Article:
Mineral wool insulation products are often used as chimney penetration insulation due to their good fire performance. In the field of fire safety, the most essential characteristics and testing procedures for building products are defined by the harmonized Euroclass system. The system includes a classification system that is based on the reaction-to-fire performance and defines the test methods according to which products shall be categorised. Mineral wool may be included in the highest category Euroclass A1 (non-combustible). The classification and the reaction-to-fire properties are determined either by testing or by the CWFT (classification without further testing) regulation by the European Commission. The EN 13501-1 classification standard [16] sets threshold values for Euroclass A1 products. Non-combustibility is determined in accordance with EN ISO 1182 [28] and calorific value in accordance with EN ISO 1716 [29]. In addition, the method specified in EN 13823 [30] is also used. Commission Decision 96/603/EC [31] contains a list of products that may be included in Euroclass A1 without testing. Mineral wool is one of the materials. None of these materials are allowed to contain more than 1.0% by weight or volume (whichever is the lower amount) of homogeneously distributed organic material. For mineral wool, this is demonstrated by tests carried out in accordance with the method given in EN 13820 [32]. The percentage of organic material in the insulation is called an LOI (Loss On Ignition) value and it states the content of the mass of organic material in relation to the original mass of the sample.

A new testing method for analysing and assessing continuous glowing combustion testing was published in May 2016 and is introduced in EN 16733 [33]. The method, which was developed by the Institut für Brandtechnologie GmbH [34], is based on the method specified in EN 13823 [26]. In the research carried out by the Institut für Brandtechnologie GmbH, three different mineral wool products were tested. The mineral wool binder contents were measured at 3.2%, 4.6% and 3.7% by weight (LOI values). No continuous glowing combustion was detected in the product with the lowest LOI value. This was explained by the low binder content. With the two other mineral wools, glowing combustion was reported. The study report did not include more specific product information or material characteristics.

Previous research have demonstrated that the smouldering combustion of mineral wool insulation products can increase the temperatures of chimney penetration construction during heater operation [6, 7]. However, the research did not consider how sensitive the temperature rise is to the amount of organic content or how high the temperature can rise due to smouldering combustion. For analysing the effects of organic content on the fire safety of chimney penetration construction more information was required on how much the organic content can increase the temperatures and how long is the time the structures are exposed to this additional heat. The above standardized methods are predominantly testing the performance of a building product exposed to an open flame and, therefore, do not correspond to continuous heating conditions. Further research was, therefore, required to determine whether or not the additional heat generated by the burning of organic material should be taken into account when designing chimney penetrations and to develop a robust method for controlling the maximum temperatures in the chimney penetration structures.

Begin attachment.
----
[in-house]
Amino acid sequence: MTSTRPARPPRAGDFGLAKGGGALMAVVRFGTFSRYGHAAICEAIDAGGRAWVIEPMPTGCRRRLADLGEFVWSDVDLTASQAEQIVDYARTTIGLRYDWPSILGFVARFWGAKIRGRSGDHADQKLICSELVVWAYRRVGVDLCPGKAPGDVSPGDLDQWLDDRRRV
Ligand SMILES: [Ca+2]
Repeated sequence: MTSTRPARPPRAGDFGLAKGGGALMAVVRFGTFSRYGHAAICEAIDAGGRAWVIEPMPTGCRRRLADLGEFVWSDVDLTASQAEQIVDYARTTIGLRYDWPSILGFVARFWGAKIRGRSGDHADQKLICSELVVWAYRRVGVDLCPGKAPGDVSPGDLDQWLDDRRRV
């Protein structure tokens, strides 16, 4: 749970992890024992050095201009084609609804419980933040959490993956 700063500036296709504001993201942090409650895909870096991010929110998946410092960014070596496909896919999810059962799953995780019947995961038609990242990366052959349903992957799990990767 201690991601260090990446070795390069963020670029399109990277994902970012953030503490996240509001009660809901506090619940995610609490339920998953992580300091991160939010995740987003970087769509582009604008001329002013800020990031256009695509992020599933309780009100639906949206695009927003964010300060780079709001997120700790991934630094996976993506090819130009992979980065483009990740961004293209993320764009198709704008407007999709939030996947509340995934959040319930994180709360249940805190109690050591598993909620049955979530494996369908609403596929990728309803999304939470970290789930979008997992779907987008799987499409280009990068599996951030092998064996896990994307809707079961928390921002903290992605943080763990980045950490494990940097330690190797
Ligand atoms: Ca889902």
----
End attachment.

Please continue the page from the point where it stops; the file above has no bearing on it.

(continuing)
In order to answer the above questions an experimental study [8] was carried out at Tampere University (formerly Tampere University of Technology). This paper introduces the test program and the main results of the study and, then analyses and discusses whether or not the additional heat generated by the burning of organic material should be taken into account when designing chimney penetrations, and whether the amount of organic material in penetration insulation should be limited in order to impact heat release and reduce fire hazards.

2 Research Method

The aim of the experimental research was to determine how much additional heat typical mineral wool insulation products used as chimney penetration insulation are generating when exposed to high temperatures. The research consisted of two steps. In the first step, the amount of organic material in each mineral wool test sample was determined by burning the samples in an electric furnace and by comparing the weighed masses of the samples prior and after the burning. In the second step, new samples from the same insulation products as used in step 1 were installed into a support structure placed on the furnace front opening. In these tests, the temperatures of the mineral wool samples were monitored from various points of the samples and over a longer period of time. Each sample was exposed to same temperature twice and the additional heat generated by the burning of organic material was then measured as the difference between the temperatures during the two heat exposure. By combining the results of the two steps, it was then possible to interpret the relationship between the organic content and the maximum temperature rise in a mineral wool sample and further in a product. The method is presented in Fig. 4.
Figure 4

Steps of the experimental research

The details of the test program, equipment and methodology are described in the following subsections.

2.1 Test Program